A chart in the State of the County presentation showed Putnam expenditures in 2014.
A chart in the State of the County presentation showed Putnam expenditures in 2014.

Overall, in 2014 of total county outlays, $33.7 million, or 24 percent, went for public safety, a category that includes the jail, Sheriff’s Department and emergency services bureau; public assistance, such as Medicaid and programs for senior citizens and veterans, took $32.1 million, or 22 percent; general government functions consumed $31.7 million, or 22 percent; the Health Department and similar services, such as mental health, cost $12.4 million, or 8 percent; and educational funding accounted for $9.8 million, or 7 percent.

Sales tax

Odell responded to frequent municipal criticism that unlike most counties, Putnam does not return a portion of sales tax to the town or village where it is collected. “If the argument is going to be that we don’t share, I would argue that we do,” she said. As examples of “county sharing” of sales tax, she listed $3.2 million for community college charges that “we took off the towns’ backs”; $25 million the county “floats in bonds so your budgets don’t have a hole in them” from unpaid property taxes in Putnam’s 10 school districts, six towns and three villages; and $900,000 for the Help America Vote Act.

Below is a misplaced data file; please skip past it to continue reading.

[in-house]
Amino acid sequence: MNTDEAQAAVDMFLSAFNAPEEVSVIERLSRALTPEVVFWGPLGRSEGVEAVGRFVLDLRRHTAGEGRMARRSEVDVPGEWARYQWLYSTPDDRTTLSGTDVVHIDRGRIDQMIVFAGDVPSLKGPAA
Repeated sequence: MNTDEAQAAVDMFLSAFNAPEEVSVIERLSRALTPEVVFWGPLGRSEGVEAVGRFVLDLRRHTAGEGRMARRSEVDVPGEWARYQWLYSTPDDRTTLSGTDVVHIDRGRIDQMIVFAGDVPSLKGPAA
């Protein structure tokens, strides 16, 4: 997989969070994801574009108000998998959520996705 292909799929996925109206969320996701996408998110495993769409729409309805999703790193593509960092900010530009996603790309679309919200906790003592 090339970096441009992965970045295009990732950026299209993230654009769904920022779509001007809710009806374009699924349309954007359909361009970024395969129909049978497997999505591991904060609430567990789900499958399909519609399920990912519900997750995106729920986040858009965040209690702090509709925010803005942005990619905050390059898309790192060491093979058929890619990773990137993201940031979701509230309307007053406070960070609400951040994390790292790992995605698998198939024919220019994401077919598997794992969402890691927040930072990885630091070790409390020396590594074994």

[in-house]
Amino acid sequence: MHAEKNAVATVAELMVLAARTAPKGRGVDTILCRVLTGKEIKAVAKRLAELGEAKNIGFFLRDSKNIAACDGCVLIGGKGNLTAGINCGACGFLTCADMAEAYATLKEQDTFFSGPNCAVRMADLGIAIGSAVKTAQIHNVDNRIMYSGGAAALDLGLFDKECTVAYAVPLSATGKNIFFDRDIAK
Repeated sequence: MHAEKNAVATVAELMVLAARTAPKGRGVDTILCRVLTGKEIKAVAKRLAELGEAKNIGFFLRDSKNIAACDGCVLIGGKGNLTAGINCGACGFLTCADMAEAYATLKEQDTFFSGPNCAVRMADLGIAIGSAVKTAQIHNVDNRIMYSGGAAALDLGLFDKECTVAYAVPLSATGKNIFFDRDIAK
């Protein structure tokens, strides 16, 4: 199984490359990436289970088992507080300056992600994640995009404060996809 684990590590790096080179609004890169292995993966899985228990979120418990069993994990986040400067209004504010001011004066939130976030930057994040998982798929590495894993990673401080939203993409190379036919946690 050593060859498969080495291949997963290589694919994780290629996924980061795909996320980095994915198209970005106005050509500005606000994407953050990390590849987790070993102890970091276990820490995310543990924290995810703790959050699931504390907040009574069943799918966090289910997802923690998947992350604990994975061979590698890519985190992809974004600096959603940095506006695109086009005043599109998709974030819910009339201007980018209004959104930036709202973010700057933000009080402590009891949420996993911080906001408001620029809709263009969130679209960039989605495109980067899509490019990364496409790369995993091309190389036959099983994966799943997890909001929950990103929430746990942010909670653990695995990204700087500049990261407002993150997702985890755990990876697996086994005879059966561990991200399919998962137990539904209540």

She did not explain her inclusion of the Vote Act, a law that launched a national initiative, with federal funding, to improve election access and voting machines.

Odell also said that of the 8 3/8 percent sales tax, the county gets 4 percent, the state takes another 4 percent, and 3/8 percent goes to the Metropolitan Transportation Authority, which runs the Metro-North commuter railroad.